This may take more time than you’d think is warranted, but it should be realized that you’ll revert to first learned skills under pressure, so, if they’re learned well, these skills will save potential issues later on and enable far greater development.

Types of Flaps

An understanding of the types of flaps is also important and I will discuss the four main types:

Types of flaps – 4 types of flaps3

A – Plain Flap

A plain flap is a part of the trailing edge of a wing encompassing the whole camber that lowers into the airflow. This is the most basic type of flap and is usually found on light aircraft, a piper Cherokee a common example. The operation is usually simple and can be actuated either manually, electrically or hydraulic.

The selection of flap simply results in a part of the wing into the airflow. As with most flap designs, the flaps are usually situated on the wing roots side of the aileron.

Both wing flaps also work in conjunction – i.e the left and right flaps are either both lowered or both retracted.

B – Split Flap

Split flaps do not differ majorly from plain flaps, the distinguishing factor is that only a part of the total camber of the wing moves. I.e if you look at the wing from the top, there will be no change, as only the bottom half of the wing is actually part of the flap.

Split flaps are not commonly found.

types of flaps
Flap selection effect on flight path can easily be mitigated by well-trained pilots and failures are rare.

C – Slotted flap

Slotted flaps are similar to plain flaps, but have a significant gap between the flap and the wing when selected. This airflow re-energises the boundary layer, thus increasing lift.

A C208 Caravan is a good example.

D – Fowler flap

Fowler flaps were designed in 1920 by Harlan Fowler and has quite an interesting history that can be read here4.

Harlan Fowler wanted to increase lift, rather than necessarily increasing drag. Fowler reckoned that by having the flaps move aft before deflecting, the upper surface of the wing and the wing camber increase, thus increasing lift. And if one movable flap is good, why not add two or three?

Fowler flaps are common on Boeing aircraft.  

“Flaps help your wing adapt to your current phase of flight. Are you taking off or landing? Extending your flaps increases lift, and allows you to fly at slower speeds. Are you cruising at altitude? Retracting flaps reduces lift, and in turn, decreases drag.”

Drawbacks from Flaps

Airplane Flaps are an amazing design solution to common problems encountered during landing and take-off, and the main effect is to increase the applicability/usability of aircraft in different situations. Flaps are not without their problems though.

Flaps are subject to major aerodynamic forces and like all movable parts on machines, are subject to failure. Designers thus limit the speeds flaps can be deployed at. This is known as the Vfe – flap extend speed limit.

Flaps can also sometimes fail on one wing, thus creating a major imbalance in lift and drag between the wings which can create uncontrollable roll.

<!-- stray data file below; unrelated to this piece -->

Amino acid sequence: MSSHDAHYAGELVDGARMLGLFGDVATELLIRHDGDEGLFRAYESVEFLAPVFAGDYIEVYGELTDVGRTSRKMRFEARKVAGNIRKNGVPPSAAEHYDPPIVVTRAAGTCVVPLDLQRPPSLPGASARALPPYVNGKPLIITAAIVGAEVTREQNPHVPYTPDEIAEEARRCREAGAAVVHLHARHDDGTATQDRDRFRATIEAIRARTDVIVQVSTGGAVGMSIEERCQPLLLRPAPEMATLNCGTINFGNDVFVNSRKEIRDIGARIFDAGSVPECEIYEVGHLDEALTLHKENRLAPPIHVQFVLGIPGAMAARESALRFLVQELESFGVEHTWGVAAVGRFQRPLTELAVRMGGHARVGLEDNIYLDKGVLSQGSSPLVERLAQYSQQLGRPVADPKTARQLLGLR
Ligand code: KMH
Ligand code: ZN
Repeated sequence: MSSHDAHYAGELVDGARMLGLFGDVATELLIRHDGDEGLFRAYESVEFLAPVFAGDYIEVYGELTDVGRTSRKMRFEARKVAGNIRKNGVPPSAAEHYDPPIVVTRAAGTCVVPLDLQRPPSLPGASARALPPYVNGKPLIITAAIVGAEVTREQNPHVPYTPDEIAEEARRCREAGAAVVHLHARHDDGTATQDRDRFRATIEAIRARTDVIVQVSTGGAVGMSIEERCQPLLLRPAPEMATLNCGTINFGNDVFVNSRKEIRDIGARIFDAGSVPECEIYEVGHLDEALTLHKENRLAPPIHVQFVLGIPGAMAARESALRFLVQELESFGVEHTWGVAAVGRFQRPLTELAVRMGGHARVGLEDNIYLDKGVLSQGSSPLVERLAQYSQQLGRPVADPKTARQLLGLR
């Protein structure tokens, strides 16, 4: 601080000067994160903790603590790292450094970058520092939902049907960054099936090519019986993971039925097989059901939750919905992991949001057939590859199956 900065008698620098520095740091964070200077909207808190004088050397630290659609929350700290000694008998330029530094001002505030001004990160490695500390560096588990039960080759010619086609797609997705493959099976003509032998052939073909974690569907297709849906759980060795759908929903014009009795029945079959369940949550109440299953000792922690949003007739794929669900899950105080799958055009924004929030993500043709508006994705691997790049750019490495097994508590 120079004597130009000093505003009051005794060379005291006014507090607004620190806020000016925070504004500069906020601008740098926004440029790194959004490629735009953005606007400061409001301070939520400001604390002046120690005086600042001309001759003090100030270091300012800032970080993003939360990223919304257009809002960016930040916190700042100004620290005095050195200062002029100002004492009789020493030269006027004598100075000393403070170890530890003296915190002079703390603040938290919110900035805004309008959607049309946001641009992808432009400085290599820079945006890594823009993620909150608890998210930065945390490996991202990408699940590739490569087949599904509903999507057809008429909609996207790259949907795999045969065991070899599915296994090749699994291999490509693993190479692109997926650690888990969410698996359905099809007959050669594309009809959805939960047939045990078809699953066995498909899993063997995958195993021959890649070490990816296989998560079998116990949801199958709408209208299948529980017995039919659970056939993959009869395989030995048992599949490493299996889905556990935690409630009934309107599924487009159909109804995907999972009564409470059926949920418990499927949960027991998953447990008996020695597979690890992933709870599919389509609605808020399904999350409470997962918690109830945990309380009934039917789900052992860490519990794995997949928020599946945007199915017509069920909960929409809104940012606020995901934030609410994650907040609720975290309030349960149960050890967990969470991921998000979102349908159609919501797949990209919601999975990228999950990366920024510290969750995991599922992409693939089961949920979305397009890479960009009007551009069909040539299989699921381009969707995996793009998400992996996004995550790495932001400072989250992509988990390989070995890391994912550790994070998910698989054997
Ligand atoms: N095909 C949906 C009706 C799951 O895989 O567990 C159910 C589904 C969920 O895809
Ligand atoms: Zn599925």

On airlines, flaps often create too much lift after touchdown, needing airlines to add spoilers – devices that “dump lift” to create effective contact between tyres and ground for breaking.

The last danger is forgetting to set flaps for Take-off and Landing which dramatically changes the flight characteristics, often with disastrous consequences, as can be seen here5.

aircraft flaps
Airplane Flaps are an amazing design solution to common problems encountered during landing and take-off, and the main effect is to increase the applicability/usability of aircraft in different situations.


Pilots love flaps, and the advantages they provide on takeoff and landing are major. Flap selection effect on flight path can easily be mitigated by well-trained pilots and failures are rare. The understanding of the aerodynamic effect, increasing lift and drag, forms the basis of this anticipation, whether flying a major airline with Fowler flaps, or the simple trainer with plain flaps. The fact that the basic operation of flaps has remained constant for close to 100 years is a testament to its effectiveness. 

Reference List:

  1. ‘How flaps work?’, YouTube. Accessed on YouTube: on Dec 30, 2022.
  2. ‘Function, Flap Effectiveness and Operational Procedures’, Flight Study. Accessed online at on Dec 30, 2022.
  3. ‘How The 4 Types Of Aircraft Flaps Work’, Colin Cutler, Bold Method. Published: May 31, 2018. Accessed online at on Dec 30, 2022.
  4. ‘The Travels of Mr. Fowler’, Peter Garrison, Published: Aug 25, 2009. Accessed online at on Dec 30, 2022.
  5. ‘CREW FAILED TO SET JET FLAPS FOR TAKEOFF’ Michael Specter, The Washington Post. Published: Aug 20, 1987. Accessed online at on Dec 30, 2022.
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ken johnson


Ken is a passionate aviator, a professional pilot and flight instructor. He has over 17 years of flight experience across hundreds of aircraft ranging from recreational, aerobatic, historic, commercial and military aircraft, training hundreds of students along the way. Find out more.

Ken has 124 posts and counting. See all posts by Ken